Sad News - Professor Bernard Bailyn LHD LittD LLD
It is with sadness that we announce that our Honorary Fellow, Professor Bernard Bailyn, died on Friday 7 August.
An eminent historian of Early America, Professor Bailyn had an extraordinary and distinguished career. Amongst many awards and accolades he won two Pulitzer Prizes, a National Book Award, a Bancroft Prize (the most prestigious award given to scholars of American history) and, in 2011, the National Humanities Medal presented to him at the White House by President Barack Obama. He is best known for “The Ideological Origins of the American Revolution”, published in 1967, for which he won the Pulitzer and the Bancroft Prize, and which remains on syllabuses today. He won his second Pulitzer in 1987, for “Voyagers to the West” the first volume of a series called “The Peopling of British North America” which traces the journeys of the nearly 10,000 Britons who were known to have emigrated to America from 1773 to 1776.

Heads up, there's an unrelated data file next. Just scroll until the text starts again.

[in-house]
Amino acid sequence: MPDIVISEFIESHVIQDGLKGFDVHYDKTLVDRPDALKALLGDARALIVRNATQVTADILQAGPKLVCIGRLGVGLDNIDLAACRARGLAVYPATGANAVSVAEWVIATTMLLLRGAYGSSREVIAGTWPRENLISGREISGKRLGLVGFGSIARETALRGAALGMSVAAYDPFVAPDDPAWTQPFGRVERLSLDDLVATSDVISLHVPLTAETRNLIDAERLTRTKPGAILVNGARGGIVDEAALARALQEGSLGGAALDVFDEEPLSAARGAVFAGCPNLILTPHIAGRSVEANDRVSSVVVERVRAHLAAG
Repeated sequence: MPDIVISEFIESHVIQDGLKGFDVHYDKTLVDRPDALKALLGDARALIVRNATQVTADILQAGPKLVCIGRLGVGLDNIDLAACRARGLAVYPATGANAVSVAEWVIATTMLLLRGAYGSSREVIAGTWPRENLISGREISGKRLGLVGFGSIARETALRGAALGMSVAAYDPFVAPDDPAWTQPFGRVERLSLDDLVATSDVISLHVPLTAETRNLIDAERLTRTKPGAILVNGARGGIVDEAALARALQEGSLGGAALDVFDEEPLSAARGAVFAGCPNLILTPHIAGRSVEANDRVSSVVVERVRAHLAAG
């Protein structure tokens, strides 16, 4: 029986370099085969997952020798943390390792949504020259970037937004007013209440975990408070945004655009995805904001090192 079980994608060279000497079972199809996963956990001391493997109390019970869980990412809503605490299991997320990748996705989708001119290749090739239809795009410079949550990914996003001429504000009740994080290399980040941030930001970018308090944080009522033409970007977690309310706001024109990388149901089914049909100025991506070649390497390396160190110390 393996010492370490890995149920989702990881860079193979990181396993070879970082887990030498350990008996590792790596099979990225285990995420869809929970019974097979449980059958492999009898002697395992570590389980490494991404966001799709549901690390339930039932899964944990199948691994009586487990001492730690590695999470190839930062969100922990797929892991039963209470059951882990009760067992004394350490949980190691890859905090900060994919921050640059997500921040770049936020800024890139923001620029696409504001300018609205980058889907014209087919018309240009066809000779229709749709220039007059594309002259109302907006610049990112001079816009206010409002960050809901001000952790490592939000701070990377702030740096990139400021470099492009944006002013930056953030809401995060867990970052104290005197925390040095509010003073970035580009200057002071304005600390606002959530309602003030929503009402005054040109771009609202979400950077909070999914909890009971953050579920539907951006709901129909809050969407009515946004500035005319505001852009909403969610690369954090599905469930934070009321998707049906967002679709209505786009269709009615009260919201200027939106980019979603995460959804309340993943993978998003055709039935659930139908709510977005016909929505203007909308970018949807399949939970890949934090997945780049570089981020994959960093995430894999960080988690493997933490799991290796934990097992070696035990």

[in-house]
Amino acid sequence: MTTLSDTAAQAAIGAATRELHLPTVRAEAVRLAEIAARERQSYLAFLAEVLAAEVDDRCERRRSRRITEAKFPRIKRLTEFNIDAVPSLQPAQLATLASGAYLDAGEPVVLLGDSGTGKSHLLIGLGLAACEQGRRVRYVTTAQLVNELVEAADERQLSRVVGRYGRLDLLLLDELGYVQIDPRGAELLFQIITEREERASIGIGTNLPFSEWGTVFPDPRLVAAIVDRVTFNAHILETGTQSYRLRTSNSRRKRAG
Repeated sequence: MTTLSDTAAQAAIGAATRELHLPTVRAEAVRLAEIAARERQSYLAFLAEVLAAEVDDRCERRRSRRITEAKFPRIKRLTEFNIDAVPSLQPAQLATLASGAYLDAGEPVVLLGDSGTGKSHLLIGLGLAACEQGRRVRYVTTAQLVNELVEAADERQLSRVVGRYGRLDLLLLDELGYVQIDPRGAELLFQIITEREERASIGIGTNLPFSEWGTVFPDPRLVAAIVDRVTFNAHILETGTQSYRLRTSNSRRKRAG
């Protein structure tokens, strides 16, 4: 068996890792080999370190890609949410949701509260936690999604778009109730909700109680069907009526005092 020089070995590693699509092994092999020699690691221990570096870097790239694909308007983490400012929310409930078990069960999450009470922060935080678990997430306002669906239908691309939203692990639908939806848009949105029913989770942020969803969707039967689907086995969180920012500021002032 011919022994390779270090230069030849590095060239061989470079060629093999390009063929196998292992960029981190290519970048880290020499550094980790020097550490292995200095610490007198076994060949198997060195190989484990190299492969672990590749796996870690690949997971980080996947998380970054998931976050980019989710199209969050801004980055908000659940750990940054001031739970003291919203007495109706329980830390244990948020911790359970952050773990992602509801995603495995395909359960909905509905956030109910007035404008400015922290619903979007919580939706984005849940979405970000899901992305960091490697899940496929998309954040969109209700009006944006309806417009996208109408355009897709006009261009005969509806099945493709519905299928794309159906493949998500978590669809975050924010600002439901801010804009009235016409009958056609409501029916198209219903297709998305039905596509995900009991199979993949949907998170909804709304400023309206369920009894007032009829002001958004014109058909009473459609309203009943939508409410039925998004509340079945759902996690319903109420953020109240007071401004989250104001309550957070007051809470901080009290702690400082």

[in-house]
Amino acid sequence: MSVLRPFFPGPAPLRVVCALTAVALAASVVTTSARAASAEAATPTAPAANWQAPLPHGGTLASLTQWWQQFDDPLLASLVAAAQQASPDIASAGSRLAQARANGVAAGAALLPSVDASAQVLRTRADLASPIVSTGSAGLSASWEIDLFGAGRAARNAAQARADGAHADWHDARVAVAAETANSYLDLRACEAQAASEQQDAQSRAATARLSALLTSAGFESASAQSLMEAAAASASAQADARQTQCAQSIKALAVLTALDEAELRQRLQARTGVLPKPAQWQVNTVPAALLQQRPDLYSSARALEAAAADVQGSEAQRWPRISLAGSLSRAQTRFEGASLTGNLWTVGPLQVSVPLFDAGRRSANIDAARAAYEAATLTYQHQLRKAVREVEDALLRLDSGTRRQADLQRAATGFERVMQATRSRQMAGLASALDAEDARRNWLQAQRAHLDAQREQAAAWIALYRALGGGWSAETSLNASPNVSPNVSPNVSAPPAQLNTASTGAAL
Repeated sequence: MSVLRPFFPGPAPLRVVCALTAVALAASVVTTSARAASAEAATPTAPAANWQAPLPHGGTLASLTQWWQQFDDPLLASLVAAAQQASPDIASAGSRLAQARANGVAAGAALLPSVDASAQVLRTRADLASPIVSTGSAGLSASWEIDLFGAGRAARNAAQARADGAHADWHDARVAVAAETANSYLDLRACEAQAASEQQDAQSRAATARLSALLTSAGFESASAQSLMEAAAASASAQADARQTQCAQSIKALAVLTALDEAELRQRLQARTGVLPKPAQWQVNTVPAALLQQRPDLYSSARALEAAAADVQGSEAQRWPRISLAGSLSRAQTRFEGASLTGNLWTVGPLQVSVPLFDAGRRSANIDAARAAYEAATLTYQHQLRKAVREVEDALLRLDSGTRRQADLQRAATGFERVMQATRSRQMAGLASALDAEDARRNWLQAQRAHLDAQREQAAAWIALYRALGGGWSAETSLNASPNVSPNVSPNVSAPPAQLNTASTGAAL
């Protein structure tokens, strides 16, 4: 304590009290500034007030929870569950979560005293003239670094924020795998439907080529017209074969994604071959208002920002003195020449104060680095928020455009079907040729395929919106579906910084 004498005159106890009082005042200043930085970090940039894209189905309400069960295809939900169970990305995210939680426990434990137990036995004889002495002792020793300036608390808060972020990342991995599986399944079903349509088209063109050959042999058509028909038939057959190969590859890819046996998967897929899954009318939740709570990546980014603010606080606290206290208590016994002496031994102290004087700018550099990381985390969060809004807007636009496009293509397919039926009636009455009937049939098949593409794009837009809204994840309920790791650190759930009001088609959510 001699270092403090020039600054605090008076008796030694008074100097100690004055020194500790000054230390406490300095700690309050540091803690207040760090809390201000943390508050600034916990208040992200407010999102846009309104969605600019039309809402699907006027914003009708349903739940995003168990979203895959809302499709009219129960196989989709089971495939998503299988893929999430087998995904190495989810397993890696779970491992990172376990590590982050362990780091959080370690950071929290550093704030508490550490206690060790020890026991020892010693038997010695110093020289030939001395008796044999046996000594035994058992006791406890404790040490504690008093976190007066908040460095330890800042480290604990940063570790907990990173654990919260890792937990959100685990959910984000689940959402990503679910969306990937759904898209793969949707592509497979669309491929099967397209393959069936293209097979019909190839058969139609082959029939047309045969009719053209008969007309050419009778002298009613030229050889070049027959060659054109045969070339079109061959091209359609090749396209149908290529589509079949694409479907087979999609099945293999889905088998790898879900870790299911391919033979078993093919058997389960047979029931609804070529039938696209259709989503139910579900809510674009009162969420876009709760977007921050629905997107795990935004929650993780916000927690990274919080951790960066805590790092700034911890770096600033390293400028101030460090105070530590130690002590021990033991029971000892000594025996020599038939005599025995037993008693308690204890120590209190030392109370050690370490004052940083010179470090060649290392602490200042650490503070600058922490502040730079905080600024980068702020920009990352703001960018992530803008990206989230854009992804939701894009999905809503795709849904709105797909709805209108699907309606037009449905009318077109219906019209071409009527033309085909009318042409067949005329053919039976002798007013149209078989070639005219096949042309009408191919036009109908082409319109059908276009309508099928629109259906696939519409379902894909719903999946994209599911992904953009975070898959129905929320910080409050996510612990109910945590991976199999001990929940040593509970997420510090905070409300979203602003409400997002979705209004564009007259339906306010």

His historical work centred on early American history, the American Revolution, and the Anglo-American world in the pre-industrial era. He taught at Harvard from 1953, becoming a Professor in 1961 and the Winthrop Professor of History in 1966, a position he held until 1981, when he became the first Adams University Professor. His work was credited for transforming the field of early American history, overturning previous interpretations of the Revolution.
He received the AB degree from Williams College in 1945, followed by the AM (1947) and PHD (1953) degrees from Harvard. He received the first Robert H Lord Award at Emmanuel College in 1967 and was Trevelyan Lecturer (1971) and Pitt Professor of American History here in Cambridge in 1986 -1987, following which he was elected as an Honorary Fellow of Christ's College in 1988.
He often visited the College when in the UK, delighting in attending celebratory feasts, and is remembered by many for his kindness and generosity.